Followup - December 3, 1984, Union Carbide's killing 2,500, injuring 200,000
Pesticide Action Network
North America
Updates Service
December 18, 1998

The next PANUPS will be posted on January 8, 1999.

Global "No Pesticides Day" Launched

This year, on December 3, the Pesticide Action Network (PAN)
launched "No Pesticides Day" in commemoration of the hundreds who
died and the thousands who suffered due to the disaster in Bhopal in
1984. No Pesticides Day has also been established to draw attention
to the life threatening impacts of chemical pesticides on people and
the environment.

On December 3, 1984, Union Carbide's pesticide-manufacturing plant
in Bhopal, India leaked 42 tons of the deadly gas methyl isocyanate
into a sleeping, impoverished community -- killing more than 2,500
people in the first night of the disaster and injuring up to 200,000

According to some estimates, more than 16,000 people have died since
that time as a result of medical problems related to their
exposures; 50,000 people are still suffering significant long term
health impacts and over 500,000 people have filed injury claims with
the Bhopal Compensation Courts.

There have been no criminal verdicts issued in the Bhopal case,
however, Union Carbide settled with the Indian government for US$470
million in 1989. To date, Bhopal survivors or their families have
received US$3,300 for loss of life and US$800 for permanent

Union Carbide has since abandoned its Bhopal plant which originally
produced pesticides for use in cotton production and has refused to
clean up the extensive pollution of water and soil it left behind.

"We can never forget Bhopal" stated Sarojeni V. Rengam of PAN Asia
and the Pacific at the launch of this campaign. "Bhopal is a tragedy
that need not have happened. PAN International is launching "No
Pesticides Day" in memory of those who suffered at Bhopal," she

As the years pass, the harms attributable to the Bhopal disaster
grow worse as new health problems are discovered. In 1995 a
neighborhood clinic -- the Bhopal People's Health and Documentation
Centre, Sambhavna -- was set up to help people still suffering the
effects of the disaster. "The clinic was started using voluntary
contributions from thousands of people around the world who are
standing up against unacceptable business practices and corporate
irresponsibility which caused such devastation," explained Barbara
Dinham of The Pesticides Trust, UK.

Bhopal, however, is only one example of the dangers of toxic
pesticides. The manufacture, distribution, and use of chemical
pesticides have for years had devastating impacts on people and the
environment. Every year approximately three million people are
poisoned around the world and 200,000 die from pesticide use. Beyond
these reported acute cases of pesticide poisoning, even more
worrying are the chronic long term effects such as cancer and
reproductive disorders.

While most pesticide-related deaths occur in the South, pesticides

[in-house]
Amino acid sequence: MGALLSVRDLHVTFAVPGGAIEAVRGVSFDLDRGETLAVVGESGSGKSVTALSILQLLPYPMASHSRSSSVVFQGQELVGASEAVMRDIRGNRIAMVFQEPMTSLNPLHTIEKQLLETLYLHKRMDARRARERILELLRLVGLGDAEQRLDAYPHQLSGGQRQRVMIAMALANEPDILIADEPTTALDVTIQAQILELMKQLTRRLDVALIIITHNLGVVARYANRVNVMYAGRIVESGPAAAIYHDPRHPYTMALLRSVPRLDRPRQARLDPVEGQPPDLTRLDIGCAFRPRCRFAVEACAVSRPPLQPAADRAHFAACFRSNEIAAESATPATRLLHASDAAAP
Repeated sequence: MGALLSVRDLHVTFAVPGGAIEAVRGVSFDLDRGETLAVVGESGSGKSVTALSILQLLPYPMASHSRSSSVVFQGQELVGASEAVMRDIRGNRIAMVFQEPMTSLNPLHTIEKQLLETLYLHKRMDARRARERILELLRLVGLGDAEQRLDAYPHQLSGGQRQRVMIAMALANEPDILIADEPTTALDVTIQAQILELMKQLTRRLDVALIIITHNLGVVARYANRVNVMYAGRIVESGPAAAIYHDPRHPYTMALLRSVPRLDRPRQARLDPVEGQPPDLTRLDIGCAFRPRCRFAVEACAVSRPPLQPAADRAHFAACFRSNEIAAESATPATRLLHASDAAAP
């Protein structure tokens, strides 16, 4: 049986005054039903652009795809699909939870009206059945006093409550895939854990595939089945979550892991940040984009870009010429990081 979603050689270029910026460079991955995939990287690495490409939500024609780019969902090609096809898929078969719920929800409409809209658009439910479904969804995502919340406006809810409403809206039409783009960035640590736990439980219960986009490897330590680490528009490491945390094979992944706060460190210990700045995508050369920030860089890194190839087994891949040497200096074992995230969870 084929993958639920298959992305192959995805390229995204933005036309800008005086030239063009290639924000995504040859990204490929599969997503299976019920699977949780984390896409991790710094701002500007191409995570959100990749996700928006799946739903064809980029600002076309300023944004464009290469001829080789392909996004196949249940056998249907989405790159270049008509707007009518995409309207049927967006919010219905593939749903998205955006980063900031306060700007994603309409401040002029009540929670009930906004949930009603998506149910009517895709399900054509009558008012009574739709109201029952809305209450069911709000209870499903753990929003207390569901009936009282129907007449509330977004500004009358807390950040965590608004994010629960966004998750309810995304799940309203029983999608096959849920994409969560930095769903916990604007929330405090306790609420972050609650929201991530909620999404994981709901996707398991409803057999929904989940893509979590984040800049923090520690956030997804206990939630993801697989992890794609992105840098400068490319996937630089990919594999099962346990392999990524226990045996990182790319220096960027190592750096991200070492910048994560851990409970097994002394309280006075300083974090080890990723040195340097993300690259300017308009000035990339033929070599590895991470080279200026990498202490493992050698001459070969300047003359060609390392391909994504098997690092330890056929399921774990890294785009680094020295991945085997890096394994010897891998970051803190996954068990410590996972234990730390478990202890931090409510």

also pose serious problems in industrialized countries. In both rich
and poor countries, the effects of pesticide poisoning are suffered
disproportionately by poor and disadvantaged people.

Around the world, toxic pesticides can be found in even the most
remote village. In the South, availability of highly toxic
pesticides, lack of information and knowledge of their hazards,
aggressive marketing by industry as well as poverty, illiteracy, and
lack of health facilities in rural areas ensure that pesticides are
a major cause of poisoning in farming communities.

"This is why we need to take the 'No Pesticides Day' message to the
grassroots, to every village... every person needs to understand the
dangers that pesticides pose to human health and the environment"
stressed Luis Gomero of PAN Latin America. Commenting on the goals
of the campaign, Sarojeni V. Rengam added, "The Campaign will not
only show the human and environmental hazards of chemical pesticides
but also stress that pesticide use is unnecessary in food and fiber

Pesticide Action Network (PAN) is a global coalition of citizen's
groups and individuals who oppose the misuse and overuse of
pesticides, and support the reliance on safe and sustainable
alternatives. PAN links over 300 groups in 50 countries and operates
through 5 regional centers.

For more information contact the regional center nearest you.

PAN Centre Regional Pour L'Afrique, B.P. 15938, Dakar-Fann, Dakar,
Senegal; phone/fax (221) 254 914; email

Asia and the Pacific
PAN Asia/Pacific, P.O. Box 1170, 10850 Penang, Malaysia; phone (604)
657 0271/656 0381; fax (604) 675 7445; email

The Pesticides Trust, Eurolink Business Centre, 49 Effra Road,
London SW2 1BZ, UK; phone (44-171) 274 8895; fax (44-171) 274 9084;

Latin America
Red de Accion en Alternativas al Uso de Agroquimicos (RAAA),
Mariscal Miller No. 2622, Lince, Lima, Peru; phone (51-1) 421 0826;
fax (51-1) 440 4359; email

North America
PAN North America (PANNA) San Francisco, U.S.A; phone (1-415) 981
1771; fax (1-415) 981 1991; email

Pesticide Action Network North America (PANNA)
49 Powell St., Suite 500, San Francisco, California 94102
Phone (415) 981-1771
Fax (415) 981-1991
web site

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